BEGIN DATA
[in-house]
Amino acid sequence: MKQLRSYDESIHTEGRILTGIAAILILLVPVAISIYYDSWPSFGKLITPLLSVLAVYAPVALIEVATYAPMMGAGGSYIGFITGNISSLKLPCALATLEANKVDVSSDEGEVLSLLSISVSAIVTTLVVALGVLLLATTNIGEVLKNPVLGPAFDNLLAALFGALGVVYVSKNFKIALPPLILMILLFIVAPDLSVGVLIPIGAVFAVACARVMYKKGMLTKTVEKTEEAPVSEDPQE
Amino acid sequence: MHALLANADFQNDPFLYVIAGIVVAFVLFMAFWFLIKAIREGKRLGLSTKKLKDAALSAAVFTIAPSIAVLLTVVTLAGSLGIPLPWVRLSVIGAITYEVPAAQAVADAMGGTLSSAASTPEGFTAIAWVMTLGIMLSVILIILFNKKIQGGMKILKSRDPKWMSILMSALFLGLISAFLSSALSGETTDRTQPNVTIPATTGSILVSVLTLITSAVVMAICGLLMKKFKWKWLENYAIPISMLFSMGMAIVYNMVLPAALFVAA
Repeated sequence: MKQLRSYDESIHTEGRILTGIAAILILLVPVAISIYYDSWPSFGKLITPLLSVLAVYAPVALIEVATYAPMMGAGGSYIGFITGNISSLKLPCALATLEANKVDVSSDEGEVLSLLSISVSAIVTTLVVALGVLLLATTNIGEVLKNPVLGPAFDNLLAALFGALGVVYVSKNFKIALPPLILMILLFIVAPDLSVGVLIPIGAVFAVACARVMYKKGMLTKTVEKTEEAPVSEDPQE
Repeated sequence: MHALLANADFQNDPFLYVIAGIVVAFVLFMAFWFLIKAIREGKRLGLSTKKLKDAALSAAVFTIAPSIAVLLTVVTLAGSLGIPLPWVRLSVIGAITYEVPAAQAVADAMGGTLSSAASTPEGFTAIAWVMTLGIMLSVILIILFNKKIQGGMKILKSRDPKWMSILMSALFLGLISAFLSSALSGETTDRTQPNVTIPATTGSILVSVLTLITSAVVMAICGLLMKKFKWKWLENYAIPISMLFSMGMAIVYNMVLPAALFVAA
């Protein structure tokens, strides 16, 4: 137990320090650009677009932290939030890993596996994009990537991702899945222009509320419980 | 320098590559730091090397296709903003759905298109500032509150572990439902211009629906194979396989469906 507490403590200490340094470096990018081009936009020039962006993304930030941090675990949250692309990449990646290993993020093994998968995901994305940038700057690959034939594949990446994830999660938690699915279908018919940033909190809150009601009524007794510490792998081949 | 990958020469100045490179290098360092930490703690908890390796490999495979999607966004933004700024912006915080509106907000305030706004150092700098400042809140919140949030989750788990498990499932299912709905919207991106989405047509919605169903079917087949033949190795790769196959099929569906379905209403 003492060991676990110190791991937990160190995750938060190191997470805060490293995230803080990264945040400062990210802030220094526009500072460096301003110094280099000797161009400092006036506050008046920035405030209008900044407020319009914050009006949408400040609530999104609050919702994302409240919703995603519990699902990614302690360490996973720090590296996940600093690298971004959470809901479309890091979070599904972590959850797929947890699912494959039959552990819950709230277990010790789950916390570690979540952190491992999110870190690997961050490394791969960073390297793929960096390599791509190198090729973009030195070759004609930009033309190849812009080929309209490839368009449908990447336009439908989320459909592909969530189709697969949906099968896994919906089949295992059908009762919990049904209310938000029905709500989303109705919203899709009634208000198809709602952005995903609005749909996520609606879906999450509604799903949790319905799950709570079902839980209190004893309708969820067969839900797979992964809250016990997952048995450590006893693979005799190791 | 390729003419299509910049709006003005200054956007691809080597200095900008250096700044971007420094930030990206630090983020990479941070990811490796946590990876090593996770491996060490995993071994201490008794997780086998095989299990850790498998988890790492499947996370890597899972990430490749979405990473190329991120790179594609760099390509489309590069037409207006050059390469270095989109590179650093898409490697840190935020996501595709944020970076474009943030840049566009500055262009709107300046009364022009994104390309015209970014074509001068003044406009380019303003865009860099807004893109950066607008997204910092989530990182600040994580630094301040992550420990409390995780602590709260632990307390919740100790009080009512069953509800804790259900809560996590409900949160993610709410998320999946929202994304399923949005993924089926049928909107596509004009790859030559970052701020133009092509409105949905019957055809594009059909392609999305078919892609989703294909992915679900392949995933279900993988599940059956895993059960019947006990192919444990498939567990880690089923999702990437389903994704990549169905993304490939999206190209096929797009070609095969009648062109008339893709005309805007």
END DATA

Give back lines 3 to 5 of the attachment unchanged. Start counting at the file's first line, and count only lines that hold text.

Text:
Amino acid sequence: MHALLANADFQNDPFLYVIAGIVVAFVLFMAFWFLIKAIREGKRLGLSTKKLKDAALSAAVFTIAPSIAVLLTVVTLAGSLGIPLPWVRLSVIGAITYEVPAAQAVADAMGGTLSSAASTPEGFTAIAWVMTLGIMLSVILIILFNKKIQGGMKILKSRDPKWMSILMSALFLGLISAFLSSALSGETTDRTQPNVTIPATTGSILVSVLTLITSAVVMAICGLLMKKFKWKWLENYAIPISMLFSMGMAIVYNMVLPAALFVAA
Repeated sequence: MKQLRSYDESIHTEGRILTGIAAILILLVPVAISIYYDSWPSFGKLITPLLSVLAVYAPVALIEVATYAPMMGAGGSYIGFITGNISSLKLPCALATLEANKVDVSSDEGEVLSLLSISVSAIVTTLVVALGVLLLATTNIGEVLKNPVLGPAFDNLLAALFGALGVVYVSKNFKIALPPLILMILLFIVAPDLSVGVLIPIGAVFAVACARVMYKKGMLTKTVEKTEEAPVSEDPQE
Repeated sequence: MHALLANADFQNDPFLYVIAGIVVAFVLFMAFWFLIKAIREGKRLGLSTKKLKDAALSAAVFTIAPSIAVLLTVVTLAGSLGIPLPWVRLSVIGAITYEVPAAQAVADAMGGTLSSAASTPEGFTAIAWVMTLGIMLSVILIILFNKKIQGGMKILKSRDPKWMSILMSALFLGLISAFLSSALSGETTDRTQPNVTIPATTGSILVSVLTLITSAVVMAICGLLMKKFKWKWLENYAIPISMLFSMGMAIVYNMVLPAALFVAA